Hurricane Preparedness: Tips, Facts, To-Dos

While forecasting tools have come a long way and we have much better methods for predicting hurricane paths, which keep improving year after year, people are still at great risk from the ferocity of tropical storms and hurricanes. One major risk is due to the fact that people continue to build along the coastline in areas that are very vulnerable to flooding and that are in prime target zones for these tropical storm systems. We want to provide all of our readers with helpful information that will help keep them and their families safe and help them to best prepare for these storms.

Pre-Season Preparations

  • Start off the season prepared and start prep work sooner rather than later.
  • Know available evacuation routes that are available if you are near the coast.
  • Make sure your home meets building codes for withstanding hurricanes.
  • Know where the flood prone areas are so you can prepare for water intrusion.
  • Have proper tools, supplies, food, and a first aid kit ready well in advance.
  • Stock up on batteries ahead of time and be sure to get flashlights and radios.
  • Always make sure you have more than enough non-perishable foods on hand.
  • Stay on top of yard maintenance so you aren’t rushing around last minute.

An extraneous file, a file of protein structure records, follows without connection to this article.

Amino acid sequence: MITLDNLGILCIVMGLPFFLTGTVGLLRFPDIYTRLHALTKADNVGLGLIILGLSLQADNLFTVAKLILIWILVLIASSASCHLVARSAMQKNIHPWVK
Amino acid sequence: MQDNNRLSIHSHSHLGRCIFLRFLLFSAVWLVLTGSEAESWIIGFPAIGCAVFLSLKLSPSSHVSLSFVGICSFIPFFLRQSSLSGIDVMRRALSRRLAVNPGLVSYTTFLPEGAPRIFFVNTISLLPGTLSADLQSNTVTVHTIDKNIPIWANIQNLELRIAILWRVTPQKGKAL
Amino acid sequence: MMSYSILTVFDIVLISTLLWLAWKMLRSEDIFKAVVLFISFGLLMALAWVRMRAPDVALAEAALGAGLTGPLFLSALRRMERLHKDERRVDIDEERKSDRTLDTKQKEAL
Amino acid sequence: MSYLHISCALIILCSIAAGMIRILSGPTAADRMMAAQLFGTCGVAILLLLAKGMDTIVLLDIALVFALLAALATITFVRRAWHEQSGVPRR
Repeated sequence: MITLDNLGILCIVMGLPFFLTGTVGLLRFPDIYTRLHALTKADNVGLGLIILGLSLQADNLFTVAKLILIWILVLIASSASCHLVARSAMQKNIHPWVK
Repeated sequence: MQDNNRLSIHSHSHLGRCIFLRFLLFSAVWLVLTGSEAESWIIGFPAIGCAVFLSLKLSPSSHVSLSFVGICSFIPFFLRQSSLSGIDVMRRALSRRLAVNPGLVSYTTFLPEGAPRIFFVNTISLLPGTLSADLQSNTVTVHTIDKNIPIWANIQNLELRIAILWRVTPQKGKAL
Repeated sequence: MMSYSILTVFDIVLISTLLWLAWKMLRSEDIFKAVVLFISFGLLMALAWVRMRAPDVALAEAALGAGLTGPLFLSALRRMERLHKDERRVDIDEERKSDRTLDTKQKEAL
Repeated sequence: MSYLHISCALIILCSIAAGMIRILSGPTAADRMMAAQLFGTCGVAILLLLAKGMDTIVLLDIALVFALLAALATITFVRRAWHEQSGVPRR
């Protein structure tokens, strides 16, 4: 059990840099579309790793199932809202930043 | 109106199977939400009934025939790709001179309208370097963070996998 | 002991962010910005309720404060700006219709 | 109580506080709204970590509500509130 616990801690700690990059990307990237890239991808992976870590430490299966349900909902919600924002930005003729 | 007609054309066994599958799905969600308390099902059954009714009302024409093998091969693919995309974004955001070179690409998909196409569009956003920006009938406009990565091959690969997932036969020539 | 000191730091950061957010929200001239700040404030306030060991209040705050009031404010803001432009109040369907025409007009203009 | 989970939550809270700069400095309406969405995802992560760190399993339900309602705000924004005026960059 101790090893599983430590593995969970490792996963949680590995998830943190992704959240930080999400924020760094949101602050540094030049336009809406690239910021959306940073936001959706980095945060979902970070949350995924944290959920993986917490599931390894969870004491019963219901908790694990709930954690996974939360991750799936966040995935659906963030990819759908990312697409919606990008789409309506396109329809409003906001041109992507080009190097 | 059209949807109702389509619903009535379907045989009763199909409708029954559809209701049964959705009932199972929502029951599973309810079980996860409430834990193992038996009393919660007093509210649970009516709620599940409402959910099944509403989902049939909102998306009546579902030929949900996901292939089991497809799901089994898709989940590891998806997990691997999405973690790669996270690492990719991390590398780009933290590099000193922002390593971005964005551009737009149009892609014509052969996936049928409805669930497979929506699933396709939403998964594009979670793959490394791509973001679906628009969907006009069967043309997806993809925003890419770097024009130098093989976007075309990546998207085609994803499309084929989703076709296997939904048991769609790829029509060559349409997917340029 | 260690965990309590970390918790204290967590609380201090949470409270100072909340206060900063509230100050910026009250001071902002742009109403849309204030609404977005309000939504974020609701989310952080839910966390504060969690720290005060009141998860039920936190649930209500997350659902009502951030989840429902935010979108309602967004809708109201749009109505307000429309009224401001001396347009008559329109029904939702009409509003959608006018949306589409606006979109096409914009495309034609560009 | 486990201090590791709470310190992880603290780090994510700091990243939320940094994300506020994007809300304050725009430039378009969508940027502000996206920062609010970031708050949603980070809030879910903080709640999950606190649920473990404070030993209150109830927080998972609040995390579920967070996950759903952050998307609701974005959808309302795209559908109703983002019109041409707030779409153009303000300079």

• Be aware of special needs or health concerns you should plan for.
  • Know where shelters in your area are in case you need to go to one.

When Watches and Warning Are Issued

  • Leave low lying areas when advised to do so due to the flash flood risk.
  • Protect windows of your home with plywood boards, or storm shutters.
  • Secure outside objects, bring them in and make sure they can’t fly around.
  • Monitor the storms as closely as possible so you know where its heading.
  • Keep electronics as changed as possible in case you have to quickly leave.
  • Check on friends and family in the path so you know what their plans are.
  • Let friend and family outside the evacuation area know where you will go.
  • Top off gas tank(s) and keep them as full as you can and get extra fuel cans if you can.
  • Have several days’ supply of food and water for each family member.
  • If you are ordered to evacuate by officials in your area, do so immediately.

Before the Storm Hits

  • Be ready to put your plan and preparation into action by discussing it with family.
  • Stay tuned to local weather reports on radio, television, or the internet.
  • Finish all boarding up, have storm shutters in place, and everything secured.